Bright and cheerful calendulas, also called pot marigolds, look right at home in a cottage garden, herb patch, or container. Plant this easy-going annual in early spring to enjoy its flowers, which resemble daisies or chrysanthemums, until the heat of summer sets in. In regions with moderate summers, expect calendula varieties to bloom even more abundantly in fall. Add the edible blossoms to soups and salads as a colorful garnish.
Garden Plans For Calendula
Best Planting Partners
Grow calendula plants with other early-season bulbs, such as tulips, daffodils, and hyacinths. Pansies, sweet alyssum, and stock stand out as easy-to-grow annuals to partner with pot marigold. Pretty perennial companions include cushion spurge, candytuft, bleeding heart, lady's mantle, and columbine.
Calendula Care Must-Knows
Plant them in average well-drained soil and full sun. Plants do best with a few hours of afternoon shade in hot climates. Start seeds indoors 6 to 8 weeks before the last frost date or sow seeds directly in the garden just before the last frost. Seedlings or purchased transplants can go in the ground after the last frost. Blanket the soil around young plants with a 2-inch- thick layer of mulch, then water well.
Boost the Number of Blooms
Calendula unfurls handfuls of flowers in regions with cool summer climates. Deadhead plants regularly to push this annual to produce even more blossoms. To promote compact, bushy growth, pinch back the long stems of young plants by half or more. Hot, dry summers cause this annual to languish and sometimes even die. Encourage growth through summer by watering plants regularly and cutting foliage back by half when your region experiences especially hot temperatures. Calendula will begin blooming again with gusto when temperatures cool down in early fall.
More Varieties of Calendula
Plant Calendula With:
Chrysanthemums are a must-have for the fall garden. No other late-season flower delivers as much color, for as long and as reliably as good ol' mums. Beautiful chrysanthemum flowers, available in several colors, bring new life to a garden in the fall. Some varieties have daisy blooms; others may be rounded globes, flat, fringed, quill shape, or spoon shape. They work exceptionally well in container plantings and pots. Learn more about using mums for a fall-flowering garden.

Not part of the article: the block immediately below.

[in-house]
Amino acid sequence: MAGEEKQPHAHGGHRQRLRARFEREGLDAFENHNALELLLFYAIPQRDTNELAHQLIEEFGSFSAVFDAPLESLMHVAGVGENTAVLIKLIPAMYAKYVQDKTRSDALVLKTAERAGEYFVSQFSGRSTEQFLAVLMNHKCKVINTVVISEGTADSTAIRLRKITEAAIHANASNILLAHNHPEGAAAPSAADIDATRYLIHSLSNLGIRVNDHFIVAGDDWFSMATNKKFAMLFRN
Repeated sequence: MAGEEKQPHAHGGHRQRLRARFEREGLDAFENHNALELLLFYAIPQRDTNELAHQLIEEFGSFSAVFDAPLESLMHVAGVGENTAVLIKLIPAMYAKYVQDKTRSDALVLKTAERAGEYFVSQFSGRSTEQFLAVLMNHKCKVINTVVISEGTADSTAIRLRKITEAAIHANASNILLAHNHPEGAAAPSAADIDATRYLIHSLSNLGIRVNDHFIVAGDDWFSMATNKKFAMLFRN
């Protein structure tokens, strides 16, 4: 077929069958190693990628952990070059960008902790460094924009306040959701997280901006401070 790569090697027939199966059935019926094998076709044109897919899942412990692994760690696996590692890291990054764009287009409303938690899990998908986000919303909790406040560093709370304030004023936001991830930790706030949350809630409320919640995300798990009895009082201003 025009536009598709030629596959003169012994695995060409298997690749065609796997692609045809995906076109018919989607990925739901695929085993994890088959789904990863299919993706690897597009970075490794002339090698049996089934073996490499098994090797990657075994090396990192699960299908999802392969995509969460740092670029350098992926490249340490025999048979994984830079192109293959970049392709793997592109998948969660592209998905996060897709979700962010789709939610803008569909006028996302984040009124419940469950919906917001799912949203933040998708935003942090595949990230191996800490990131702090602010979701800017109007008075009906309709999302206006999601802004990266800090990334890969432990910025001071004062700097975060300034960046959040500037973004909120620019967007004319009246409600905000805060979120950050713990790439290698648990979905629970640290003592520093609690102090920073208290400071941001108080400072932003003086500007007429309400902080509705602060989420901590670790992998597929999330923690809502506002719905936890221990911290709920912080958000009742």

Osteospermum adds instant cheer to spring and fall gardens with its colorful, daisy-shape flowers and dark green foliage. The blooms are wonderful for cutting and appear in a wide range of colors. In fact, it's such a striking plant that cut flowers sometimes look artificial!The plant does best in full sun or part shade and moist, well-drained soil. It likes cool weather, so in hot-summer areas, it blooms best in spring and fall. Though grown as an annual in most parts of the country, it is perennial in Zones 10-11.
Few gardens should be without the easy charm of snapdragons. They get their name from the fact that you can gently squeeze the sides of the intricately shaped flower and see the jaws of a dragon head snap closed. The blooms come in gorgeous colors, including some with beautiful color variations on each flower. Plus, snapdragons are an outstanding cut flower. Gather a dozen or more in a small vase and you'll have one of the prettiest bouquets around.Snapdragons are especially useful because they're a cool-season annual, coming into their own in early spring when the warm-season annuals, such as marigolds and impatiens, are just being planted. They're also great for fall color.Plant snapdragon in early spring, a few weeks before your region's last frost date. Deadhead regularly for best bloom and fertilize regularly. Snapdragons often self-seed in the landscape if not deadheaded, so they come back year after year, though the colors from hybrid plants will often will be muddy looking. In mild regions, the entire plant may overwinter if covered with mulch.Shown above: 'Rocket Red' snapdragon